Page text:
coaching Apr 19, 2018
Have you noticed lately, that many of your co-workers keep mentioning their coaches or mentors? Maybe you have scoffed at the idea. Why spend perfectly good money on a business coach? There are so many other things on which to spend it…car payments, credit card bills, retirement. But as Jeff Tomasulo, CEO of Vespula Capital, said “the battle cry of the broke is ‘I can’t afford it.’” The purpose of a coach is for you to invest in yourself, to learn new concepts and retool your goals. A coach will help you get to a point where you have more money for all those basic things, plus the extras…. a vacation, a boat, a bigger house.
So how does a coach accomplish this magic? Do they just “rah, rah, rah” and suddenly you are wealthy? As much as we would like to imagine that scenario, we can’t insult our intelligence that way. So what is it?
Go back to your childhood and remember some of the influential people. There were your parents or a great teacher, reminding you to keep the future in mind, as you made choices. “Keep your grades up, so you can get into a good school.” “Join the debate team to improve your chances of a scholarship.” And so on. While it might have felt like nagging at the time, they were looking at the big picture. While you were focused on what everybody was wearing, the latest music and who was after whom, they knew that those moments would pass, and you would need to have something of value to move onto.
Or perhaps you had an actual coach who motivated you: your track coach, the football coach, the swim coach…. Those are the people who told you those encouraging things, well the “rah, rah, rah” things, like, “You can do one more push-up. “ “Go a little farther.” But they also gave you practical advice. “Look them in the eye and you will be able to tell what direction they are going.” “Hold back a little at the beginning, so you have the energy to finish strong.” “If you don’t run the 800, I think you can win the 400.” “The other team has a strong running game, so we are going to put our defense up front.”
A coach is a person watching the game from the dugout, who has a generous amount of experience. So, yes, they can do that cheerleading stuff, like encouraging you to make five calls a day to clients and to give you inspiring pats on the back. But they can also stand back and see that you are been frustrated into inaction by a passive-aggressive employee, and talk you through the difficult conversation you need to have to fix the situation. They can point out where you are seeing the trees and not the forest. Where you hesitate because of fear, they can give you direction. They help you stay accountable to your own goals, because they are going to check in with you, and ask you what steps you took.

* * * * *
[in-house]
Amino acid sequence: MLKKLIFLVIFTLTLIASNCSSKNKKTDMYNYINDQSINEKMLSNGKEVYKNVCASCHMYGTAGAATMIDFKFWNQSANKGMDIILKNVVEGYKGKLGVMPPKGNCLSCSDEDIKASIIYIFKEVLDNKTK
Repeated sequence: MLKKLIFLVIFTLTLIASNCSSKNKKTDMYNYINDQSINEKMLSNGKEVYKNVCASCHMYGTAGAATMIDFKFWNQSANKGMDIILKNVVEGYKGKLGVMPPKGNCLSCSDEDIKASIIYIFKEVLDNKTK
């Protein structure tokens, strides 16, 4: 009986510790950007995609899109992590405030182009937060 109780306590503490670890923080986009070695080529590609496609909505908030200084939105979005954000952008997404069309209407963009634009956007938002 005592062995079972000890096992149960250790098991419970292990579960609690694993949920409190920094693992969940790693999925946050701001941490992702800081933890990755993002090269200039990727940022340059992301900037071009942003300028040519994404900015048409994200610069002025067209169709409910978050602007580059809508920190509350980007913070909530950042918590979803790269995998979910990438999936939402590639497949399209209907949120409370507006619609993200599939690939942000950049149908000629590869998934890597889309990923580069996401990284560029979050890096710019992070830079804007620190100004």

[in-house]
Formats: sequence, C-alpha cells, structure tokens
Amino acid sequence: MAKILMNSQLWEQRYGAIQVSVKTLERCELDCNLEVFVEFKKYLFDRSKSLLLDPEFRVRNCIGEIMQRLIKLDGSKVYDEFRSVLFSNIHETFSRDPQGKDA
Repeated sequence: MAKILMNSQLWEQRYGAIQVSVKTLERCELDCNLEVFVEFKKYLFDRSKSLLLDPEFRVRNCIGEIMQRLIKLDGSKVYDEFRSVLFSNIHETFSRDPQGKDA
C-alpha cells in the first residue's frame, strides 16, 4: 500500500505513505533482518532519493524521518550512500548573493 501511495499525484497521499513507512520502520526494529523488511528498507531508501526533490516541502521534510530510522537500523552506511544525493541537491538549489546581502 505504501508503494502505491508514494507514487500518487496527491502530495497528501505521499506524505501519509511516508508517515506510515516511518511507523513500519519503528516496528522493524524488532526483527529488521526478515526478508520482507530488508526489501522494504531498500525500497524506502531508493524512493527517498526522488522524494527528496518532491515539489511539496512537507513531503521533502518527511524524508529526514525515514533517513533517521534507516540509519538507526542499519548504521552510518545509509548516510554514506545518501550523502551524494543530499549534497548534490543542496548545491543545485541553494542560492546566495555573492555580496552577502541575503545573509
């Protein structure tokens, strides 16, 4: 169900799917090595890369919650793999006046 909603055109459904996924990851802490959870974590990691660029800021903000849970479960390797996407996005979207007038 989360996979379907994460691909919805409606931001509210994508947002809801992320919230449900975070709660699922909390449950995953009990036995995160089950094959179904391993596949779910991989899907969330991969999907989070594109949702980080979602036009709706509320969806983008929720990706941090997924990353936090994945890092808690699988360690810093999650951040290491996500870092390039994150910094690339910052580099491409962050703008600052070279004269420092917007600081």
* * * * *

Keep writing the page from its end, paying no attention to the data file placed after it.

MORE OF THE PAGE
Think of a trainer at the gym. He is going to determine your goals, and then prepare a balanced plan for you to achieve it. He is going to weigh you, measure you and maybe even take pictures. (That last part is really awkward when the trainer is your son!) He cares about the whole picture, your diet, you rest, and your exercise. Then he watches your form, lets you know when you are doing an exercise incorrectly, pushes you to do just a little more. He offers positive encouragement that is motivating and helps you see your progress. So, a business coach is also looking at the whole picture. Sometimes, we can get so lost being successful that we forget what we are living for. A coach will hold you accountable for having the balance in your life that you know you need. Your coach will guide you to give time to the other parts of your life, your physical and mental health, your faith, even your community but especially with your loved ones. He will make sure you schedule the time to go to your son’s play or your daughter’s soccer game, a schedule that date with your significant other.
And where will that time magically come from, you might ask? That is another role the coach will fulfill, a time-keeper. They will help you set a plan for a pace, and for your priorities. If you are working more efficiently, you will have more time. In the past, you might have been unwilling to take the time to sit down and schedule your week. That is a tool that a coach will teach you to use effectively, and make sure you do it.
So once you realize you need a coach, how do you choose the best one for you?
Ok, so once you find a coach who matches your personality and goals, what can you expect to see in the coaching contract?
A coach is an investment in you, in your education as it relates to your business. The act of taking on a coach will make you money, help you set your goals and reach them, grow your business and keep the balance in your life to make sure you are getting everything you want out of each day. It is worth the cost.
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by Shannon Cullip